Exam boards welcomed the rules but said they were 'fine tuning' and would make little difference to procedures that were already rigorous.
John Patten, the Secretary of State for Education, called for action after a report last year from Her Majesty's Inspectors expressed doubt about GCSE standards and the way some exams were marked. There has been longstanding criticism from schools that some boards' exams are harder than others.
The code, issued by the School Examinations and Assessment Council, aims to guarantee that standards in different syllabuses and across the five exam groups are the same. Groups will have to sign the code before their syllabuses can be used. Mr Patten said: 'This new code will put beyond doubt the credentials of the GCSE as a reliable way of measuring achievement at the end of compulsory schooling.'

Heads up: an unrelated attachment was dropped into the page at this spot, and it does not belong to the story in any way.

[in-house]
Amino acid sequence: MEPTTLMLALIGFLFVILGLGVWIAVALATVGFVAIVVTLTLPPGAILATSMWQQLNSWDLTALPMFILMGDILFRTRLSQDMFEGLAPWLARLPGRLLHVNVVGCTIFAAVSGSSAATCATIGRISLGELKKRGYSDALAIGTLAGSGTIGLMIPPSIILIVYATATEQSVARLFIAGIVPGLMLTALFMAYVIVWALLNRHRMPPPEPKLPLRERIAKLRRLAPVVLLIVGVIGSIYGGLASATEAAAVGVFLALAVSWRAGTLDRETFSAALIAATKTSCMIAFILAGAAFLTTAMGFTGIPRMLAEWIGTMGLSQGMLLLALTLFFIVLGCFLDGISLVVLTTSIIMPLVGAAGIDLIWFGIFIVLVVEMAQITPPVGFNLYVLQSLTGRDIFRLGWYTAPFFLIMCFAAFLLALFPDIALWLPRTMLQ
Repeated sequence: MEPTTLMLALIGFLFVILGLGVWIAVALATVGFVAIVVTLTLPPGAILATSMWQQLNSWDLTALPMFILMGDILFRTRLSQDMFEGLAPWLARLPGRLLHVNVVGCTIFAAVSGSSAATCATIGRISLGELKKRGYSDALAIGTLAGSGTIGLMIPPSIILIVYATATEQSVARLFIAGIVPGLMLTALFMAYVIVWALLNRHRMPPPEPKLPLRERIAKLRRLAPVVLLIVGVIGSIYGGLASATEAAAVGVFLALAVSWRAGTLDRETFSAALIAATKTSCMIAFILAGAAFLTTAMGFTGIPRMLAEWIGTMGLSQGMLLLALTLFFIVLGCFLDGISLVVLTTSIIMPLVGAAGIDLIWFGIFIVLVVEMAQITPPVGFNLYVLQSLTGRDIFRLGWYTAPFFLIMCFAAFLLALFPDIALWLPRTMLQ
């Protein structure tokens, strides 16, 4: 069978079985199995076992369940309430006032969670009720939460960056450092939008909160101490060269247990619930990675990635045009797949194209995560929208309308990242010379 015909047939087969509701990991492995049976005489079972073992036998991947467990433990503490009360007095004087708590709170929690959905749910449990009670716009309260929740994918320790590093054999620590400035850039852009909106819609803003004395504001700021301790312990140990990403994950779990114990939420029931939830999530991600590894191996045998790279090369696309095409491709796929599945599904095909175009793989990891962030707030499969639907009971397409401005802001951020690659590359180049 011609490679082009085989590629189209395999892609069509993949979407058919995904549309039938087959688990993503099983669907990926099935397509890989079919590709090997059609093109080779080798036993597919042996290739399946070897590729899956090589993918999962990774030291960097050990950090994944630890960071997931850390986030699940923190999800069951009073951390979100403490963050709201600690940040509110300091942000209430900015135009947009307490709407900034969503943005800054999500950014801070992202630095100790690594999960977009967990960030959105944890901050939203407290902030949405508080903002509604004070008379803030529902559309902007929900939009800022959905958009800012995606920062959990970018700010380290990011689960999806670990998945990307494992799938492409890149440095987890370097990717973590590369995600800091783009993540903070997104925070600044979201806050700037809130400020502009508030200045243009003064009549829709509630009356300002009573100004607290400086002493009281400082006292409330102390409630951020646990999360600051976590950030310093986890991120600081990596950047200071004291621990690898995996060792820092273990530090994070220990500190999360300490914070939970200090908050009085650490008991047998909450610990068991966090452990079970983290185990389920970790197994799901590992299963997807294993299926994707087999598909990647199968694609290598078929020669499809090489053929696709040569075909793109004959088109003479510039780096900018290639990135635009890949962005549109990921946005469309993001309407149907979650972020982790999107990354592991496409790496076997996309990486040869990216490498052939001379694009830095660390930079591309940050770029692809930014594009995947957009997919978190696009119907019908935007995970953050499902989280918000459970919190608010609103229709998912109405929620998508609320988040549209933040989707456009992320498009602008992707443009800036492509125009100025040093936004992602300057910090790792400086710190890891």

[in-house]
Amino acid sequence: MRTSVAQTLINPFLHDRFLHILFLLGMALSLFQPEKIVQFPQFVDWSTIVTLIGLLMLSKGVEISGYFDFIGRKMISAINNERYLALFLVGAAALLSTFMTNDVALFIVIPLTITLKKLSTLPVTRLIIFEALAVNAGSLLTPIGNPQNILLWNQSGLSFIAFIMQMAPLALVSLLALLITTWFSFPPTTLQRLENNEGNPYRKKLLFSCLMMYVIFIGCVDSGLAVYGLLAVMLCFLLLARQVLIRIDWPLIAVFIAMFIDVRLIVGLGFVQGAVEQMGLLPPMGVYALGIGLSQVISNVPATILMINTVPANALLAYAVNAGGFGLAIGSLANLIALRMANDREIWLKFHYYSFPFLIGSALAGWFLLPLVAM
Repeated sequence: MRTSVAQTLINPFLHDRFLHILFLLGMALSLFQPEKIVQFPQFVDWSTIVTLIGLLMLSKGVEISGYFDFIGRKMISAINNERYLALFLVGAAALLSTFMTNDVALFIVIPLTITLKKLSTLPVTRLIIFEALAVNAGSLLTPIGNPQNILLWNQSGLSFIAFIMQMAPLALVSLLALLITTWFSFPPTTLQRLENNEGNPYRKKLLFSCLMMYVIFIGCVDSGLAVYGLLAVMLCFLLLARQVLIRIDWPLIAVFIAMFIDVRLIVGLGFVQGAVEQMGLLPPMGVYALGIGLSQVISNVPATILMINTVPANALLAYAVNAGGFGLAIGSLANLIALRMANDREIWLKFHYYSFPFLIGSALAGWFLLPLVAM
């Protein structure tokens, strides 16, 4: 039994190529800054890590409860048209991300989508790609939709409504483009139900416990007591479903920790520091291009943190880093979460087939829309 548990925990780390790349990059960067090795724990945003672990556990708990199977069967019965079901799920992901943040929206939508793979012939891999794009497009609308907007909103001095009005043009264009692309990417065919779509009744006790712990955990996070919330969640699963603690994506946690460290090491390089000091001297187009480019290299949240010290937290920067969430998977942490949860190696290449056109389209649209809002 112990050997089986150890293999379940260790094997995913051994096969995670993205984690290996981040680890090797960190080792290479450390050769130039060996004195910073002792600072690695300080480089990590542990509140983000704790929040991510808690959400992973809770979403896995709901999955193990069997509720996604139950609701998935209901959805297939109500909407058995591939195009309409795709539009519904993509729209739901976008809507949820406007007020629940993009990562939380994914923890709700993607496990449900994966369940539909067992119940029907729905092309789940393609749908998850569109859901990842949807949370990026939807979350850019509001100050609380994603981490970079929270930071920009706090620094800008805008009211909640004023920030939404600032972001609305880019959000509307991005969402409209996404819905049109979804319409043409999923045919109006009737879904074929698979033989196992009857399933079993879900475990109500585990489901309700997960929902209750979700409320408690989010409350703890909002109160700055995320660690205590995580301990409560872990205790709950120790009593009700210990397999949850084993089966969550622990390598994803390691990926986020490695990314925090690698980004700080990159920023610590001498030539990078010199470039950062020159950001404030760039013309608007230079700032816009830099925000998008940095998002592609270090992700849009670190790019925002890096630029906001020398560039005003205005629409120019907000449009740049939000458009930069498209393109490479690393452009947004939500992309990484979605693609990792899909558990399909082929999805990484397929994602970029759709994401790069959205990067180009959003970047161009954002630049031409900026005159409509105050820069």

David Hart, general secretary of the National Association of Head Teachers, said the good practice embodied in the code was in place before Mr Patten's attack. 'It is abundantly clear that the new code does not justify the swingeing criticisms of the GCSE which were made by the Secretary of State.'
Ann Taylor, shadow Secretary of State for Education, said Mr Patten should apologise to all young people 'whose qualifications he had cast doubt upon'.Reuse content